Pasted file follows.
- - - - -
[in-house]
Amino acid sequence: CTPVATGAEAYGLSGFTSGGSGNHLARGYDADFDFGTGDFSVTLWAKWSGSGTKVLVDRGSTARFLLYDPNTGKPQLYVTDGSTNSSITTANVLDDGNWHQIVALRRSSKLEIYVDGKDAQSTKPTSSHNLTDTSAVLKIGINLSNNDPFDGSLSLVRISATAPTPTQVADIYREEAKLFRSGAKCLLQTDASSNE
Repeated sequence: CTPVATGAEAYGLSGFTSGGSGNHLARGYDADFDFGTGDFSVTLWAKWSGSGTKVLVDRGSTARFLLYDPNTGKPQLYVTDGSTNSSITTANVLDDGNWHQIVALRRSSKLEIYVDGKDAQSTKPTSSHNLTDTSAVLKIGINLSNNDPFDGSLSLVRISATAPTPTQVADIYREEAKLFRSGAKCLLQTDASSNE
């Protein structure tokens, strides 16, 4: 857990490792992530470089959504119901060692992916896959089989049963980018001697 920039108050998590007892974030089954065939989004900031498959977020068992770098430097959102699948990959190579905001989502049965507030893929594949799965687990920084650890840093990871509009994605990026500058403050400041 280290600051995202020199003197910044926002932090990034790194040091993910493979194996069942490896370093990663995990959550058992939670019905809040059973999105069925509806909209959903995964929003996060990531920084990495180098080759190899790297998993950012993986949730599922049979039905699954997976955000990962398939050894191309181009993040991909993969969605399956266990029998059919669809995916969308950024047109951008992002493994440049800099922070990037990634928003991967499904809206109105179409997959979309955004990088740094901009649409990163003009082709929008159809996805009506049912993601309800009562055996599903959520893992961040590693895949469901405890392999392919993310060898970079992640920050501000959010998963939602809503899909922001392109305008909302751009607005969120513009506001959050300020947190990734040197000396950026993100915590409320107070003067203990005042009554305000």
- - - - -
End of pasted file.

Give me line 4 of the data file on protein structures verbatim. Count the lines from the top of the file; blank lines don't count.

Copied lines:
């Protein structure tokens, strides 16, 4: 857990490792992530470089959504119901060692992916896959089989049963980018001697 920039108050998590007892974030089954065939989004900031498959977020068992770098430097959102699948990959190579905001989502049965507030893929594949799965687990920084650890840093990871509009994605990026500058403050400041 280290600051995202020199003197910044926002932090990034790194040091993910493979194996069942490896370093990663995990959550058992939670019905809040059973999105069925509806909209959903995964929003996060990531920084990495180098080759190899790297998993950012993986949730599922049979039905699954997976955000990962398939050894191309181009993040991909993969969605399956266990029998059919669809995916969308950024047109951008992002493994440049800099922070990037990634928003991967499904809206109105179409997959979309955004990088740094901009649409990163003009082709929008159809996805009506049912993601309800009562055996599903959520893992961040590693895949469901405890392999392919993310060898970079992640920050501000959010998963939602809503899909922001392109305008909302751009607005969120513009506001959050300020947190990734040197000396950026993100915590409320107070003067203990005042009554305000």